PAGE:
By Gavin Palmer, Process Team Lead, Brindley Engineering
Process Engineers oversee water quality, an often undervalued and neglected resource, yet a key utility in many plants and processes. Its quality is key to the reliable operation of process and utility equipment; affecting their operability and longevity in the utilities portion of a facility, where maintenance priorities often come in second to more prominent process equipment. Welcome to Part 2 of Brindley Engineering’s 10-part series on Infrastructure Reliability. In Part 1 you read about the risk of neglected critical infrastructure and protecting what matters. In Part 2 we will explore process utilities.
Water: quality versus quantity
Water is often viewed as an infinite resource, but many local aquifers are declining in level, with treatment costs becoming ever more expensive. Despite this, many facilities struggle with water utilization, often sewering water after a single use when the industry “gold standard” is 3-4 uses for every gallon of water. Whether it be raw water treatment for process or utility use, softening and/or reverse osmosis for boiler feedwater, or chemical treatment for cooling towers, the right technology for the removal of impurities from water is key to the operability and longevity of utility systems supporting an entire facility and is a focal point for Brindley Engineering’s Process Engineers.
Utilities in general are often taken for granted, right up to the point where a failure occurs and the impact of widespread loss of production is realized. Maintenance needs are often de-prioritized in favor of more critical or more visible issues in process equipment, yet key utility systems failure can result in the loss of hundreds of thousands of dollars in lost production in a matter of days. Some of the challenges Brindley Engineering has seen in facilities we’ve serviced include tube failures in boilers from years of poor water quality control, degradation of cooling tower internals from poorly managed chemical injection systems, and accelerated wear and tear of water treatment equipment from poor water re-utilization.
BE Design and Utilities Management Solutions
Brindley Engineering can assist in the process engineering, design and management of many water systems in a facility. Here are some examples:
- BE Knowledgeable: Brindley can perform a water balance study for an entire facility, helping to understand how each gallon of water is used and how many times, to pin-point key areas of risk. From the specification and installation of flowmeters, through collection and analysis of data to find sources of contamination, to development of future water usage and re-usage strategies – Brindley has our clients covered.
- BE Prepared: Planning for future changes in water availability and management strategies is key to the success of any facility’s water systems. Whether it be well upgrades, water re-use projects, design and installation of additional treatment equipment, Brindley assists our clients in being prepared for all future utility concerns.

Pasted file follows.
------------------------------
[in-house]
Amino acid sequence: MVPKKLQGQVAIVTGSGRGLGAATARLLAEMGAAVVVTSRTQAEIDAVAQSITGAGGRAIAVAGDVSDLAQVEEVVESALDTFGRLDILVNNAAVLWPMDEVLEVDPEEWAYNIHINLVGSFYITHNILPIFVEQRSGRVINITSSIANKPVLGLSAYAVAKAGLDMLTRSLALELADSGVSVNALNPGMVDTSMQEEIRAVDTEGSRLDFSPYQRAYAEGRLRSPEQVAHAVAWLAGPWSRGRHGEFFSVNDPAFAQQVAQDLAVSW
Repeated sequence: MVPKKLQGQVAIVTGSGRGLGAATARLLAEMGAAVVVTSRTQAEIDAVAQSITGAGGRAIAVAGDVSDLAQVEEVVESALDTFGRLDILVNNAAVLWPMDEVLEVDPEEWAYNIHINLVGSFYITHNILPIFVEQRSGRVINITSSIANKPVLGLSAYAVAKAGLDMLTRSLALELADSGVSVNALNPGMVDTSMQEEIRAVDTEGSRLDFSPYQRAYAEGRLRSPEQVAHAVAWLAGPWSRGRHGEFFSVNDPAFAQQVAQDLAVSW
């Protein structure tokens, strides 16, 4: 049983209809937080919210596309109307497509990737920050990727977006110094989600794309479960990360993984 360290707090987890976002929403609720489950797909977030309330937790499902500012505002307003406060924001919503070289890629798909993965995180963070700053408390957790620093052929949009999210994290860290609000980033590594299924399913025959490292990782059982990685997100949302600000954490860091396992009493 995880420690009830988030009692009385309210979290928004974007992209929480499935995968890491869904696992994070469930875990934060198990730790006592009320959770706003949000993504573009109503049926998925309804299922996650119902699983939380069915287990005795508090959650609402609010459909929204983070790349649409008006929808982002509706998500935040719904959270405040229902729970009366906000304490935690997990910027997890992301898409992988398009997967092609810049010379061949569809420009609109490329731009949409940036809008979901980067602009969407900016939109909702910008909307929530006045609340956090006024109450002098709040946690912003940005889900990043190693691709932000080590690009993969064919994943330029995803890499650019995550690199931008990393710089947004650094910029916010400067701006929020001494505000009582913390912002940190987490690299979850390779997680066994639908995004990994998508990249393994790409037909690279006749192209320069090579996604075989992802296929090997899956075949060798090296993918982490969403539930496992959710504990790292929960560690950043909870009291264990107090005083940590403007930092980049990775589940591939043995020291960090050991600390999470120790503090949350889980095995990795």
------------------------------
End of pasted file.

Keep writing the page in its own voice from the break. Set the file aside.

- BE Not Wasteful: No facility likes to see its water, and all associated treatment costs, going down the drain immediately after one use. Often this is seen as unavoidable, as it is simply unacceptable to send poor quality water, possibly contaminated by the process itself or just not suitable for re-use, back to expensive utility equipment. Brindley Engineering assists our clients in providing automated solutions to detect water quality concerns and recognize the need to dump water when impurity levels are above a damaging threshold. We can also develop strategies for diverting and treating contaminated water for re-use. For example, condensate return skids can send good quality condensate back to the boiler house for immediate re-use or divert high conductivity water for re-treatment.
BE Gets Results
By working to implement solutions to detect and reduce impurities in water, our clients benefit from increased water re-use and lower treatment costs, as well as improved maintenance cycles and equipment lifespans.
More From This Series:
- Part 1: Infrastructure Reliability – Protecting What Matters
- Part 3: Electrical – Condition evaluation of critical motors, transformers, and UPS systems
- Part 4: Instrumentation – Level instrumentation and its effects on reliable operation
- Part 5: Piping – Loss of primary containment caused by poor pipe routing
- Part 6: Tanks – Settling, buckling, and fitness for service assessments
- Part 7: Structures – Structural degradation and the risk of systemic collapse
- Part 8: Fireproofing – Fireproofing degradation, fire safety and corrosion of underlying steel
- Part 9: Cooling Towers – Collapsed cells and effects on cooling water availability
- Part 10: Project Controls – Understanding the big picture in real-time